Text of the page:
New Website Ark.net.au
There's a newer version of the language quizzes and some of the other pages at the new website Ark.net.au. The new website has some added and improved features, including the original language Biblical Greek and Hebrew audio (which can be slowed down to 3/4, half, or 1/3 speed), and a Strong's lexicon, and a few other things. Eventually I'll be adding most of those features to this site, as I get time to do it.
New Biblical Greek and Hebrew Language Features
On Ark.net.au, the original language (Greek New Testament and Hebrew Old Testament) Bible pages (and also the Parallel English and Original Language Bible) can play audio of the Greek and Hebrew. The player allows you to slow down the speed to 3/4, half, or 1/3 of the original speed — which I find extremely helpful when learning the language, and can't keep up with the full speed audio Bible playback. The player remembers the speed you set from page to page, though it will forget the speed after your browser session times out (however long that is, it's a fair while like hours I think).
In the Greek or Hebrew (or parallel English and original language) Bible on Ark.net.au, each of the verse numbers is a link to the word quiz which steps through that whole verse, one word at a time, in multiple choice format. I was trying to think of a way to read the Hebrew and Greek Bibles that was somewhere in between an interlinear (which shows both the English and Greek or Hebrew together on the same page) and a "reader's edition" (which shows only the Greek or Hebrew Bible text, but then has dictionary definitions for the less-known words at the bottom of each page).
Also, the "Root" words in the newer language quizzes (on both websites) now link to the Strong's Lexicon (i.e. dictionary) for that word, which shows the different meanings and grammatical forms that are found in the Bible for each word.
You can search Strong's Lexicon for English, Greek, or Hebrew words that are found in the Bible, and find information about them (and the parsing of the word forms) in an interactive graphical format.
The idea of the Walk-Through Bible Verse Quiz is that you get prompted with multiple-choice options for each word — meaning that you still have to activate the part of your brain that recalls information (rather than just reading it passively like an interlinear), but it's much less effort (for someone relatively new to the language) than reading the plain Greek or Hebrew text.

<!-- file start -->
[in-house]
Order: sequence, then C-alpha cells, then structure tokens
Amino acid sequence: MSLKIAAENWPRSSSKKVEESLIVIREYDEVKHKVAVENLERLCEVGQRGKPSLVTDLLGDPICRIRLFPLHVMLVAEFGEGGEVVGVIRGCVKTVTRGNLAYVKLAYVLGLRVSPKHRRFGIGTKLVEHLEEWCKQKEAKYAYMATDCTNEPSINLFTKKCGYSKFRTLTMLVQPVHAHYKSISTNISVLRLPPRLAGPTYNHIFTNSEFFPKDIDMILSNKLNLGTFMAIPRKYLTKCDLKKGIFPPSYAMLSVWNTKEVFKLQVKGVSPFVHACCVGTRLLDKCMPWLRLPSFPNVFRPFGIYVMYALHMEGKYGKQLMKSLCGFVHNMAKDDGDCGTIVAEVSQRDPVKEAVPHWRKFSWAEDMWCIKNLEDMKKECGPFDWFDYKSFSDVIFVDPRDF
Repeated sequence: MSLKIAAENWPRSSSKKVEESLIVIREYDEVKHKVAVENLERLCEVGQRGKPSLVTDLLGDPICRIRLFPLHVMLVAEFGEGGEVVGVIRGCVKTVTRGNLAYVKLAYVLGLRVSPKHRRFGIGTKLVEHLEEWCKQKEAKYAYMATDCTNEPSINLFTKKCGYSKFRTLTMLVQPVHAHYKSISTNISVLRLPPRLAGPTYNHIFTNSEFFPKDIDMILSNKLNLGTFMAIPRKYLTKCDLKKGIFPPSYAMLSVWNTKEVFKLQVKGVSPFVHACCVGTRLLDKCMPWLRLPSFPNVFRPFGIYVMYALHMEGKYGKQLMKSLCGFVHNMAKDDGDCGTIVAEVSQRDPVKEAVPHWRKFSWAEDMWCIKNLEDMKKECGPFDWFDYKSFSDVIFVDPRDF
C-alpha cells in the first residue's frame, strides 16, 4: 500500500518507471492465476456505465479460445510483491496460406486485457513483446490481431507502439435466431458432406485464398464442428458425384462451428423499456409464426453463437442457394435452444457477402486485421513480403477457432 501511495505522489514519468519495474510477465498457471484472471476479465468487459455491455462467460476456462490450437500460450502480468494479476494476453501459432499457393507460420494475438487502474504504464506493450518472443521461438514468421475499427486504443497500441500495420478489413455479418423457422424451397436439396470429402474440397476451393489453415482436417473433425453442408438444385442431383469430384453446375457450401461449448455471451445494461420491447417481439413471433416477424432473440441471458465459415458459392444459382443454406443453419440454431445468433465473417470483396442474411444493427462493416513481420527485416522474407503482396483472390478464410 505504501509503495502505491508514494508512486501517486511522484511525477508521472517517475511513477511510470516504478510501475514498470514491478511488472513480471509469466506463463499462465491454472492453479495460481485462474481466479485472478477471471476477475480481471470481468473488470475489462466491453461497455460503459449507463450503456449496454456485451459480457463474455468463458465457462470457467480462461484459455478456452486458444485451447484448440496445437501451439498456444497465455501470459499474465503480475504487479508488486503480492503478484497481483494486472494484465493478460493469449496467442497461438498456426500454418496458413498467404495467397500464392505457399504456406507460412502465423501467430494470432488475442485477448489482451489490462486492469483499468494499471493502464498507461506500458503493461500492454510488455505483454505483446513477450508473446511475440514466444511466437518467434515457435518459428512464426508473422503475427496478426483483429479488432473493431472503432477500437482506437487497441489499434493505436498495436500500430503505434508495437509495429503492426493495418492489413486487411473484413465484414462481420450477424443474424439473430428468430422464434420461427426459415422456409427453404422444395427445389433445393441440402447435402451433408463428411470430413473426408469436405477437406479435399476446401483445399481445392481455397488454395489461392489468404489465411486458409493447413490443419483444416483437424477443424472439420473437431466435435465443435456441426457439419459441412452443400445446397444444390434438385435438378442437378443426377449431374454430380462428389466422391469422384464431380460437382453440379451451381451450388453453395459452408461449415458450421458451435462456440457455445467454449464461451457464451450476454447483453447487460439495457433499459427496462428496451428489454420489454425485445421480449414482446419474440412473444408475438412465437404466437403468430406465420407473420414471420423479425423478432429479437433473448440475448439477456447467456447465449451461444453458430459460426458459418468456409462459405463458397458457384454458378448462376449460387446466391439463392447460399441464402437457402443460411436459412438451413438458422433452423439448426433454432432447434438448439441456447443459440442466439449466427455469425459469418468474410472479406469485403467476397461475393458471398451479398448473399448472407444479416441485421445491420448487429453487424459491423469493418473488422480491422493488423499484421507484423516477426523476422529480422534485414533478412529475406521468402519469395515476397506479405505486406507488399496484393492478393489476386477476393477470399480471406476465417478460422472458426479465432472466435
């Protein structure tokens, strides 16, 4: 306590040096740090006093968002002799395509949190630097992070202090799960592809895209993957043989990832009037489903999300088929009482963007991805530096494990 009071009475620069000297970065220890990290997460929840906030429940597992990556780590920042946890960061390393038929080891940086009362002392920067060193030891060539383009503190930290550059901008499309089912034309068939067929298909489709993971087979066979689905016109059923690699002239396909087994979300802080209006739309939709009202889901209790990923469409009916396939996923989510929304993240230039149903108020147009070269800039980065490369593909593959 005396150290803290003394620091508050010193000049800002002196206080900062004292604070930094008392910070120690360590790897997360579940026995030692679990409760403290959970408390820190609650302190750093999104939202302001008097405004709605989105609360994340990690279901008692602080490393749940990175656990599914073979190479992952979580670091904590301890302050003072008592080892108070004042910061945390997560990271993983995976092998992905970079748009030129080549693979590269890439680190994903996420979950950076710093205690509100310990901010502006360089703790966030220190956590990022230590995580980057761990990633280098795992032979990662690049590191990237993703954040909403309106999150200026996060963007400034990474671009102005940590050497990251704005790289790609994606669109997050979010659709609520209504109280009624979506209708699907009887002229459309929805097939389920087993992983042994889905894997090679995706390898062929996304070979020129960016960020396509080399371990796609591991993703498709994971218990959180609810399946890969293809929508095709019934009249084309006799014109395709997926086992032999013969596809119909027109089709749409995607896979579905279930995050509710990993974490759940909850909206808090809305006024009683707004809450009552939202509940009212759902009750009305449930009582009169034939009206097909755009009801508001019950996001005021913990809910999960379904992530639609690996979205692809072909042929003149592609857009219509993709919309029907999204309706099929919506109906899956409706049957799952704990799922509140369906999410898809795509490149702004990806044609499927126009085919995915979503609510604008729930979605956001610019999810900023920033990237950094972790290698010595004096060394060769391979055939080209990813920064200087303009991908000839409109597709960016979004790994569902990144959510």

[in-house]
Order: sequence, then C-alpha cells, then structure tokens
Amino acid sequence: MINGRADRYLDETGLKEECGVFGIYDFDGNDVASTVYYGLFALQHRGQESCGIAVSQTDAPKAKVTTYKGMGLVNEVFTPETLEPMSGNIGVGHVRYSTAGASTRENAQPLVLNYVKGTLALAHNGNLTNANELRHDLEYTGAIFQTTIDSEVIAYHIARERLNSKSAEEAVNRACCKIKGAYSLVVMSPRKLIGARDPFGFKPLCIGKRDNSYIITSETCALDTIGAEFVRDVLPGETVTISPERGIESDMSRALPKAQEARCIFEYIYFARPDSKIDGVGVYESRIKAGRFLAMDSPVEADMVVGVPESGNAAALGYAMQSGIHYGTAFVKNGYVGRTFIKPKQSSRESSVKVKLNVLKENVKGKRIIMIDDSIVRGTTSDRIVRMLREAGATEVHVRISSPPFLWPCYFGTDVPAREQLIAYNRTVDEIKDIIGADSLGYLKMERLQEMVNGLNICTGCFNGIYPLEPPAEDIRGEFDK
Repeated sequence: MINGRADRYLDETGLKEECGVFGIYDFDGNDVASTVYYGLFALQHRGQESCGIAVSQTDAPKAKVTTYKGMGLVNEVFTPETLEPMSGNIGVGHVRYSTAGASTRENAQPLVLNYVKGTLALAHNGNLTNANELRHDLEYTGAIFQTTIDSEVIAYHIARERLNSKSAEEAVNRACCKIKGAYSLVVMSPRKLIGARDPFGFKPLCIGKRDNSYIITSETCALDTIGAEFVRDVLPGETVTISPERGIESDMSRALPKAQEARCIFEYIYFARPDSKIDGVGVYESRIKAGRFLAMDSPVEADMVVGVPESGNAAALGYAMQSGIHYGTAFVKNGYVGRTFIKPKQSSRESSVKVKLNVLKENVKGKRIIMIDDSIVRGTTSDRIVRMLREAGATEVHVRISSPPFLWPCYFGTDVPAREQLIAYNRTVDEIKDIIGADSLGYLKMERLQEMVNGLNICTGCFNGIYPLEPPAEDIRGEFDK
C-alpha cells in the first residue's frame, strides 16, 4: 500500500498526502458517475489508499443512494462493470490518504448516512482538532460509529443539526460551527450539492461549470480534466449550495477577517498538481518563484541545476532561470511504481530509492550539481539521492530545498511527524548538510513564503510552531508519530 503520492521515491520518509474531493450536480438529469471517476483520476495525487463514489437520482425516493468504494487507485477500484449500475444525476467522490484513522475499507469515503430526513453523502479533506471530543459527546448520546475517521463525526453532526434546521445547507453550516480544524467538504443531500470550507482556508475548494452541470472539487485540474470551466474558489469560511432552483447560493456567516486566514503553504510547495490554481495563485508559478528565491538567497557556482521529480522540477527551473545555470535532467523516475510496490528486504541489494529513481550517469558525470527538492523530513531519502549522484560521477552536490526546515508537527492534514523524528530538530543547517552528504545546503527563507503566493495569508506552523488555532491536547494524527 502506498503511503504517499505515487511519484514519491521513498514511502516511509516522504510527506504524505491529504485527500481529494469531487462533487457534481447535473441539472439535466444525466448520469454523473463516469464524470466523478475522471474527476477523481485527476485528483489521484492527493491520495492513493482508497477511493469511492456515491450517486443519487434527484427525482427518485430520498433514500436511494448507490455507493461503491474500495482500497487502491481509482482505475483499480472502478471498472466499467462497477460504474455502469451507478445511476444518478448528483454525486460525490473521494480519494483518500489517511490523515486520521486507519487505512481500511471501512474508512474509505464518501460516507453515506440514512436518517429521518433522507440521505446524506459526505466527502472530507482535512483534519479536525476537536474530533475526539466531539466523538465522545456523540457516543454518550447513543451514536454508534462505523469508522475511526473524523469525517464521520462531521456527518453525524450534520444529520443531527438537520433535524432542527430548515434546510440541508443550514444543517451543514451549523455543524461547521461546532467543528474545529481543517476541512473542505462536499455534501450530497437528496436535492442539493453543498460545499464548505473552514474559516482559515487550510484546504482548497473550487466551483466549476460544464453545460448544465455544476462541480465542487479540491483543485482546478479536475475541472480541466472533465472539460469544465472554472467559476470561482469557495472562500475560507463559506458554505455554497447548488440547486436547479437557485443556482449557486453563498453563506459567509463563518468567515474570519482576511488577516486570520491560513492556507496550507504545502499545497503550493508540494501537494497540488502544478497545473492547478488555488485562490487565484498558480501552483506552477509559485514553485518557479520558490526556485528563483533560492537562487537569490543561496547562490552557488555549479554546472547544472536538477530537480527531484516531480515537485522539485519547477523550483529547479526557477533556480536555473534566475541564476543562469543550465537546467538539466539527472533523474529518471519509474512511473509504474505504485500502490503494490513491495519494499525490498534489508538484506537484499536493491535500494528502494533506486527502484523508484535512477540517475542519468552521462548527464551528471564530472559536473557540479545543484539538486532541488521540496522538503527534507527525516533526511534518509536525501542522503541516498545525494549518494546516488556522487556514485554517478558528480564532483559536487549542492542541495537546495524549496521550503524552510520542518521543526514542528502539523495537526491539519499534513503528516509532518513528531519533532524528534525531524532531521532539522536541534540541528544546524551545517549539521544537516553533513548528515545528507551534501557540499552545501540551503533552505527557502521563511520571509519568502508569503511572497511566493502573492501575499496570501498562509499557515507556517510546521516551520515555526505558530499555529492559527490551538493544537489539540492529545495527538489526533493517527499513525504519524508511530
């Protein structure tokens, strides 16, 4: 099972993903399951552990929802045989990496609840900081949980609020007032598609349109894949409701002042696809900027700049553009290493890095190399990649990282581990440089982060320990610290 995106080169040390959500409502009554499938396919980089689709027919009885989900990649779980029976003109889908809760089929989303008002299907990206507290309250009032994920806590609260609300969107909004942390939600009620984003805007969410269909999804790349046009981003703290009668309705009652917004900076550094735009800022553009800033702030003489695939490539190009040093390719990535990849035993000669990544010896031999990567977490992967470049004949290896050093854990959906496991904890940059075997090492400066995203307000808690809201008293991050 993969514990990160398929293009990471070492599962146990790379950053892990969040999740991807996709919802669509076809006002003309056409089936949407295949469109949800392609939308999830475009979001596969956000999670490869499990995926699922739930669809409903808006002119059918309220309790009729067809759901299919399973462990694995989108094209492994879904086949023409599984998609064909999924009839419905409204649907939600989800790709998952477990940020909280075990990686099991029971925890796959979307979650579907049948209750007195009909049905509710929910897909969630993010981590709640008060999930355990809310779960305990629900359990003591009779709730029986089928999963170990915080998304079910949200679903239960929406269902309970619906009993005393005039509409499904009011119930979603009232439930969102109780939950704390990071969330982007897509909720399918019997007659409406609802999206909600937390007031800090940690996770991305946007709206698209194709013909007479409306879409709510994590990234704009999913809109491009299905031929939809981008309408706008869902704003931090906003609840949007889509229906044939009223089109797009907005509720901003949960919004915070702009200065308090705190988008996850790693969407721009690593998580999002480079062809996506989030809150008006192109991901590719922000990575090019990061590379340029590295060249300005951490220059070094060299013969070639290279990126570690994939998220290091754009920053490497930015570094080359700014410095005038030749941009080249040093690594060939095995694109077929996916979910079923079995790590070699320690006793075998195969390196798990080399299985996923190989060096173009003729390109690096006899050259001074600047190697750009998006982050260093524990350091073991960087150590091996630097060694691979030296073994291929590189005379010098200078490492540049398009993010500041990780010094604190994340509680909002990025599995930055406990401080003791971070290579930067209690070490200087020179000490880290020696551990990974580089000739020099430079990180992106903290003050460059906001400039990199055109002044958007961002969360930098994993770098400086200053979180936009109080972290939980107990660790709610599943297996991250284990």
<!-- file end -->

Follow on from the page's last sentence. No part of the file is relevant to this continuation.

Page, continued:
The fonts and some other things are also a bit different to this site (Christ.net.au), and either one or the other might look better, depending on which browser, operating system, and type of device (e.g. phone vs. desktop PC vs. tablet, etc.) you're using.
The World's Oldest Writing
The world's oldest written languages are symbolic, were hundreds (in some cases thousands) of individual symbols must be learned. Sometime around 3000 B.C. (very approximately), the first alphabets developed, where only a small number of individual symbols were needed (as in English).
There is debate over exactly which alphabet was the first to ever be used. Many people say it's Phonecian. There are some recent claims that it was Hebrew. In any case, most of the evidence points to the Ancient Near East as where the first alphabet was developed.
And also, there is a one-to-one correspondence between the same 22 letters which are found in most of the Ancient Near Eeastern alphabet-based languages. The letters look different in the different languages, but have mostly the same sounds and the same functions. (As can be seen here on Wikipedia). And many of the exact (or very close) same words and spellings are found across the different languages of this type.
The Hebrew and Phonecian alphabets (and many others from that era and area) are close enough that once you learn one of them, it's vastly easier to learn the others. And the ancient language out of these with the most amount of learning resources available to us in the modern Western world is Hebrew (due to interest in the Bible).
Therefore (irrespective of your interest in the Bible itself), in order to learn the world's oldest written languages, learning ancient Biblical Hebrew is probably the best (and easiest) stepping stone to learning any of the other languages of this type.